The Arts in France; art for art’s sake?
So often when we think of France we think of the Arts – the history, the architecture, the music, the sculpture, the art. For us Francophiles, France’s great appreciation for all things artistic is one of the glorious enchantments of French culture.
Tourism in France is very much centred on art, architecture and history. En fait in 2010 alone, French museums had more than 26 million visitors and the numbers have only grown every year since then.
Mais in 2012, the French government curtailed their support for the Arts due to new austerity measures. The Arts form such an integral part of the French cultural identity that these cuts jeopardised the very soul of French society.
Two years on, the question arises: have the Arts in France suffered? And how exactly does the French government’s support of the Arts, or lack thereof, measure up against Anglophone countries?
The unique approach to the Arts in France
In 1993, France introduced l’exception culturelle, a concept that protects cultural ventures in France by treating them as non-commercial goods. The purpose of cultural exception was to recognise that a State has a responsibility to protect and promote art within the nation.
As such, protectionist measures were introduced for French art. These measures prioritise French art over foreign works, as well as specifically supporting artists who struggle to make ends meet. For this reason, and to the delight of us Francophiles, the French music and film industry still dominate in France while its European counterparts are flooded with foreign music and Hollywood films.
Austerity impacts the cultural quarter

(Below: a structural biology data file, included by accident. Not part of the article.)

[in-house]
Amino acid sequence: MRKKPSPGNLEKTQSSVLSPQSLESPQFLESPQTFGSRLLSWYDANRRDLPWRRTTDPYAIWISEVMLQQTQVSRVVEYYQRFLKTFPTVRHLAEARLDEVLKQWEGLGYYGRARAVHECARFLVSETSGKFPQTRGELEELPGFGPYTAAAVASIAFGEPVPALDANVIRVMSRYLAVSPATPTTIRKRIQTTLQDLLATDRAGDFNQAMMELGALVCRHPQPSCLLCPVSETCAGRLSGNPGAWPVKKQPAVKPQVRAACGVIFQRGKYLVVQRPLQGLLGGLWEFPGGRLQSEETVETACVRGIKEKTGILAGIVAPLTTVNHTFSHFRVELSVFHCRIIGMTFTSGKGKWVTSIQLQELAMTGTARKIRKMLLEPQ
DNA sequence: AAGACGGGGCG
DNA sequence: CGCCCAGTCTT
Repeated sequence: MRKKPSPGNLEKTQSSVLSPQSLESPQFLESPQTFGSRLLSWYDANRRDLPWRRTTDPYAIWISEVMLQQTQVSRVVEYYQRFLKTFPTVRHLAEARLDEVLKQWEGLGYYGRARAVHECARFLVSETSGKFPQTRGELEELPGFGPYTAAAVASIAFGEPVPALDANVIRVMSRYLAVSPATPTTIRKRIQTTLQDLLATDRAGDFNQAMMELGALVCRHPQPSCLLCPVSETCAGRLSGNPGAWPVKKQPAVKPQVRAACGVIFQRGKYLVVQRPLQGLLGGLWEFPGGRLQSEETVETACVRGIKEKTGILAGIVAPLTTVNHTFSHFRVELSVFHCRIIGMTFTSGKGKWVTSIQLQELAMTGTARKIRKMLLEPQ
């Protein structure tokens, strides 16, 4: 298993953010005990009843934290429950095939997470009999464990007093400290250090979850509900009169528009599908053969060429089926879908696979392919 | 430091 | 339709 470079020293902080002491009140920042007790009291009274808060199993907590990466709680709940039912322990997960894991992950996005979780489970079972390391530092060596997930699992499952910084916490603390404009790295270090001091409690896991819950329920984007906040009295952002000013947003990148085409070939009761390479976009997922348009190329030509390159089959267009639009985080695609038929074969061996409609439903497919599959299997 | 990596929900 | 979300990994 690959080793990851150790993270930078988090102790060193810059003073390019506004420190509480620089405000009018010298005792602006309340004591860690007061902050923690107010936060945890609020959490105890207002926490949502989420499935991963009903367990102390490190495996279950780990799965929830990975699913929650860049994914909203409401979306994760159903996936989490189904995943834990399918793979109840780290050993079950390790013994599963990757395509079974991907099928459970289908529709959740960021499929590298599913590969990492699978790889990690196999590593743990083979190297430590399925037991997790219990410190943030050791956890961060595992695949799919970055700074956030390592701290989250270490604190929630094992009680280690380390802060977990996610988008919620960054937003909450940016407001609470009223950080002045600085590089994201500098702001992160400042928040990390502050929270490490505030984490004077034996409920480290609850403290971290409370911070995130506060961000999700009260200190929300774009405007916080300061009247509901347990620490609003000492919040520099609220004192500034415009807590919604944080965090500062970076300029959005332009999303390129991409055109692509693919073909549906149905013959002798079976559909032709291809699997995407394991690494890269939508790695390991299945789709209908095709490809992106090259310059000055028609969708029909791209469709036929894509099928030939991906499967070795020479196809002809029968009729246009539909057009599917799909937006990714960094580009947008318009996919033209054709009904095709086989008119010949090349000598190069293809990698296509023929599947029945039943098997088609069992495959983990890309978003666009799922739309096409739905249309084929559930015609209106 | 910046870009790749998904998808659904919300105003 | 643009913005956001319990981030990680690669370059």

Interestingly, post-GFC the French have begun to spend less on holidays but more on the arts, with visits to the theatre, opera and cinema reaching new heights. Despite this, in the last four years the Arts in France have suffered major blows, with the loss of the government support they have come to rely on. With budget cuts to regional and local administration, provincial museums – the rough-cut gems of the French art world – are suffering.
The French art world has been warning of the danger for years. Christophe Vital, head of the curators’ association in France, spoke of the problem in 2011.
“There’s a huge gap between Paris and the provinces, between big and small museums,” he said, “But that doesn’t mean the big establishments don’t have problems too .”
Although former president Sarkozy was often criticized as being culturally inept, current president Francois Hollande’s government has been the one to deliver blows to the art world. With a 2.3% drop in the cultural budget of 2013, Hollande’s changes prompted protests and strikes across France as the public revolted.